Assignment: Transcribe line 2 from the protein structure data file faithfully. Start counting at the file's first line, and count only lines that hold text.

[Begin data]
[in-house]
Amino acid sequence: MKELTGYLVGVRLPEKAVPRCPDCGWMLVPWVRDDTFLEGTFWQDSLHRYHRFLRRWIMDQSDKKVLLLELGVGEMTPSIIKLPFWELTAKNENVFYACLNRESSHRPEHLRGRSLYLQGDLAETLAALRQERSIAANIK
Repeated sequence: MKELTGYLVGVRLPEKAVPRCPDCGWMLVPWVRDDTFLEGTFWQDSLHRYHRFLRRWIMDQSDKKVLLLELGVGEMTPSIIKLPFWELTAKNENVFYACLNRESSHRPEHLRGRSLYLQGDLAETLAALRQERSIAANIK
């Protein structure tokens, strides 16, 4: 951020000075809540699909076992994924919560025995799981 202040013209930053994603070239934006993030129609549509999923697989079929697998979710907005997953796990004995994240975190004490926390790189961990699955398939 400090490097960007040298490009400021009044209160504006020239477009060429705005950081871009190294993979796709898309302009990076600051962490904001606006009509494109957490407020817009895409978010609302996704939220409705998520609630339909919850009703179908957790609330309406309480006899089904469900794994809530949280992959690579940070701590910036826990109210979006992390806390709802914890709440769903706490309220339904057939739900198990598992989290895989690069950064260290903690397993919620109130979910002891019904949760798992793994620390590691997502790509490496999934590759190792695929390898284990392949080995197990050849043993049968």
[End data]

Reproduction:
Amino acid sequence: MKELTGYLVGVRLPEKAVPRCPDCGWMLVPWVRDDTFLEGTFWQDSLHRYHRFLRRWIMDQSDKKVLLLELGVGEMTPSIIKLPFWELTAKNENVFYACLNRESSHRPEHLRGRSLYLQGDLAETLAALRQERSIAANIK